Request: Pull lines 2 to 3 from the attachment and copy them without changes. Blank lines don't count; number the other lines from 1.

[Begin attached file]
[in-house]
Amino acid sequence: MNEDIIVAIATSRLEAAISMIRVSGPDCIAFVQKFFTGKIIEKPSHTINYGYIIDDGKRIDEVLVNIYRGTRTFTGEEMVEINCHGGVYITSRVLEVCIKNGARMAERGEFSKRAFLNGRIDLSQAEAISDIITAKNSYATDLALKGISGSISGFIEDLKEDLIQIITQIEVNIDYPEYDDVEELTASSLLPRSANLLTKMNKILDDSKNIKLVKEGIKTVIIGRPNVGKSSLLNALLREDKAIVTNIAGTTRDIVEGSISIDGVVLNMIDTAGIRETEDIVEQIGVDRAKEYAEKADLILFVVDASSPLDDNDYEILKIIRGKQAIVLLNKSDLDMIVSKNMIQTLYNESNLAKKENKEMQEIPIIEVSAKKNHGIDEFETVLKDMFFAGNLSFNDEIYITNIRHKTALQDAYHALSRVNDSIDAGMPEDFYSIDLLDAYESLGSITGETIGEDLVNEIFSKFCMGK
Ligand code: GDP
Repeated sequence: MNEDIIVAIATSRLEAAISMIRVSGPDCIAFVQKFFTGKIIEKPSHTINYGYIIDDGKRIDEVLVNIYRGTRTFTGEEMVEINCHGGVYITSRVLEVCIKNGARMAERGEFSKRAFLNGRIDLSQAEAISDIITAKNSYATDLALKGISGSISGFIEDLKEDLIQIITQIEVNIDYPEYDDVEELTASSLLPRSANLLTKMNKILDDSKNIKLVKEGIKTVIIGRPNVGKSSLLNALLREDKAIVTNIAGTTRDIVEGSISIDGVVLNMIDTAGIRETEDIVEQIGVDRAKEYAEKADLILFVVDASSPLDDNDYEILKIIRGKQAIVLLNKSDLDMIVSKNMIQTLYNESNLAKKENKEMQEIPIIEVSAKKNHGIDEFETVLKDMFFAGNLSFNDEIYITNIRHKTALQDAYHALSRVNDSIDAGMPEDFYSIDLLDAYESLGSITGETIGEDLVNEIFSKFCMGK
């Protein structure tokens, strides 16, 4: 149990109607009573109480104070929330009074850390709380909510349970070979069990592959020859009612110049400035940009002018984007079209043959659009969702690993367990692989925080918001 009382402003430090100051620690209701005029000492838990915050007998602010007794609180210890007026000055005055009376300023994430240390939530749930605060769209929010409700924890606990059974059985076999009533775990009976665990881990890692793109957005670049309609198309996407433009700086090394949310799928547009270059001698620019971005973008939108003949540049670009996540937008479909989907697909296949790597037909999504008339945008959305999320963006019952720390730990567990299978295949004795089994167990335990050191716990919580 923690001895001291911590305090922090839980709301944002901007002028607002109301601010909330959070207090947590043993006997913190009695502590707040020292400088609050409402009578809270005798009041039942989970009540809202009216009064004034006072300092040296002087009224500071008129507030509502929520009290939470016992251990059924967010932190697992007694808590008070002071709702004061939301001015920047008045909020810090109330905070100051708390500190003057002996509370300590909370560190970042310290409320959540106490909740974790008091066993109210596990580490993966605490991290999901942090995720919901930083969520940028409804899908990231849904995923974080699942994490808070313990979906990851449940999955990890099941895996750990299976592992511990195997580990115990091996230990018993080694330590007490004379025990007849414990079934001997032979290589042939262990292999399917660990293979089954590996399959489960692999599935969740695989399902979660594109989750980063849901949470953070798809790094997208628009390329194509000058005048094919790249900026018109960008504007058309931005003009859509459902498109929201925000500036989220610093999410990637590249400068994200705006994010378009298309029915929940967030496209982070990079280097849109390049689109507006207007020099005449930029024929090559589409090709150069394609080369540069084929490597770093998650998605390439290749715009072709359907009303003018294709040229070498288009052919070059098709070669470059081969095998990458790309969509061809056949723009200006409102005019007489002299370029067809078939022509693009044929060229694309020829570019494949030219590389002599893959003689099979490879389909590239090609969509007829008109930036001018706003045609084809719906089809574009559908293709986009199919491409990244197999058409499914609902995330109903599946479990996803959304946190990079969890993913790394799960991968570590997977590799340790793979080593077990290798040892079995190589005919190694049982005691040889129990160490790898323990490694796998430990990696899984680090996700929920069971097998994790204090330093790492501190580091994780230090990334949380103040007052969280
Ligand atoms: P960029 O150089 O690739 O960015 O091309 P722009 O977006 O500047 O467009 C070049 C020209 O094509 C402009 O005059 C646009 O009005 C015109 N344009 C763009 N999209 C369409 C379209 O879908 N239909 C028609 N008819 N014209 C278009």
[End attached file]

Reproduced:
Amino acid sequence: MNEDIIVAIATSRLEAAISMIRVSGPDCIAFVQKFFTGKIIEKPSHTINYGYIIDDGKRIDEVLVNIYRGTRTFTGEEMVEINCHGGVYITSRVLEVCIKNGARMAERGEFSKRAFLNGRIDLSQAEAISDIITAKNSYATDLALKGISGSISGFIEDLKEDLIQIITQIEVNIDYPEYDDVEELTASSLLPRSANLLTKMNKILDDSKNIKLVKEGIKTVIIGRPNVGKSSLLNALLREDKAIVTNIAGTTRDIVEGSISIDGVVLNMIDTAGIRETEDIVEQIGVDRAKEYAEKADLILFVVDASSPLDDNDYEILKIIRGKQAIVLLNKSDLDMIVSKNMIQTLYNESNLAKKENKEMQEIPIIEVSAKKNHGIDEFETVLKDMFFAGNLSFNDEIYITNIRHKTALQDAYHALSRVNDSIDAGMPEDFYSIDLLDAYESLGSITGETIGEDLVNEIFSKFCMGK
Ligand code: GDP